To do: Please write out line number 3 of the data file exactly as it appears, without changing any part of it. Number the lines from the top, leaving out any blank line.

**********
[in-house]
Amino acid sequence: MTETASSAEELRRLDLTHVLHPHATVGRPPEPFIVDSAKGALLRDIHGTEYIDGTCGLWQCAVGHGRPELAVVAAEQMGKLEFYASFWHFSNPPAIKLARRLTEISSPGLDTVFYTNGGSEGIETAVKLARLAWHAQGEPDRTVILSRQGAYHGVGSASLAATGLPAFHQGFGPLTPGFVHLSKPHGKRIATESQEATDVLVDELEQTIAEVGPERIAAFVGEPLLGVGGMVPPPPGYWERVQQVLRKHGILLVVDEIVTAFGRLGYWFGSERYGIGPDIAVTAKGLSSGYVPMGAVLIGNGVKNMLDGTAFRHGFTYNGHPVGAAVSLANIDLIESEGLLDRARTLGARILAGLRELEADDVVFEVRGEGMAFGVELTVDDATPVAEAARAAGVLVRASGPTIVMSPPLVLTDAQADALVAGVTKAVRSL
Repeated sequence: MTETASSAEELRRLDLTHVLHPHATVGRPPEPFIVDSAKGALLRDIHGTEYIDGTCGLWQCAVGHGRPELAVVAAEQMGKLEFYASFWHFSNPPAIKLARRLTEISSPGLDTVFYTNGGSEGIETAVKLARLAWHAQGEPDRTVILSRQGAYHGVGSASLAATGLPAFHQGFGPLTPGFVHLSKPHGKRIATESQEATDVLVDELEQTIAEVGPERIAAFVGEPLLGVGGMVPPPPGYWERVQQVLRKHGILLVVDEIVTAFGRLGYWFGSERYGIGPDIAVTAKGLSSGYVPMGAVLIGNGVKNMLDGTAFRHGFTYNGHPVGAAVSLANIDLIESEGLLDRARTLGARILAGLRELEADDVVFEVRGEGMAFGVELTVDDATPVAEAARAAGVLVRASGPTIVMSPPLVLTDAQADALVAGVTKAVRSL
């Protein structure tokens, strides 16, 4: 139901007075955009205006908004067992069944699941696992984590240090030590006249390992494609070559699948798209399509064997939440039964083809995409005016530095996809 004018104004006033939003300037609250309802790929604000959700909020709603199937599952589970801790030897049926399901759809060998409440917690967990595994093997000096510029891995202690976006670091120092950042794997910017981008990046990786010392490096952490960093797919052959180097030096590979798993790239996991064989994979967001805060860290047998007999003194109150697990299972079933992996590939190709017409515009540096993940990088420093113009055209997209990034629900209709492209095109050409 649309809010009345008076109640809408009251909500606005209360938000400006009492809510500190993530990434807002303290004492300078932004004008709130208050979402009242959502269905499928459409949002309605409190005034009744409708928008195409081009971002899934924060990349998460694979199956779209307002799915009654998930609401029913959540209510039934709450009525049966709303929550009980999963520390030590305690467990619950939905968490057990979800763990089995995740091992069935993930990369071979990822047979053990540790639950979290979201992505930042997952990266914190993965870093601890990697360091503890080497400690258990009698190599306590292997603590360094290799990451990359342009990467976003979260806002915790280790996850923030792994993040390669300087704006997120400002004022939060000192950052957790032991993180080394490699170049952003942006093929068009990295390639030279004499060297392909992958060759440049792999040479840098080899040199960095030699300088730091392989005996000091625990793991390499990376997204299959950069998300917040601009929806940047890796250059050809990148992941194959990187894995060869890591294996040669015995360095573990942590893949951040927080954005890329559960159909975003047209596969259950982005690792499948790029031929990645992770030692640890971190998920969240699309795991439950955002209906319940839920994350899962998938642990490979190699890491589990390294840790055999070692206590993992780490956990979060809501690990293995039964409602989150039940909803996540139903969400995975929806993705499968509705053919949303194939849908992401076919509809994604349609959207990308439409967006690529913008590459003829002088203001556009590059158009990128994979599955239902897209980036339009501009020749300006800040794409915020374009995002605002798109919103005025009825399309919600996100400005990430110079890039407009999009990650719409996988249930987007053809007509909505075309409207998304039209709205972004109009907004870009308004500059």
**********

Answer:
Repeated sequence: MTETASSAEELRRLDLTHVLHPHATVGRPPEPFIVDSAKGALLRDIHGTEYIDGTCGLWQCAVGHGRPELAVVAAEQMGKLEFYASFWHFSNPPAIKLARRLTEISSPGLDTVFYTNGGSEGIETAVKLARLAWHAQGEPDRTVILSRQGAYHGVGSASLAATGLPAFHQGFGPLTPGFVHLSKPHGKRIATESQEATDVLVDELEQTIAEVGPERIAAFVGEPLLGVGGMVPPPPGYWERVQQVLRKHGILLVVDEIVTAFGRLGYWFGSERYGIGPDIAVTAKGLSSGYVPMGAVLIGNGVKNMLDGTAFRHGFTYNGHPVGAAVSLANIDLIESEGLLDRARTLGARILAGLRELEADDVVFEVRGEGMAFGVELTVDDATPVAEAARAAGVLVRASGPTIVMSPPLVLTDAQADALVAGVTKAVRSL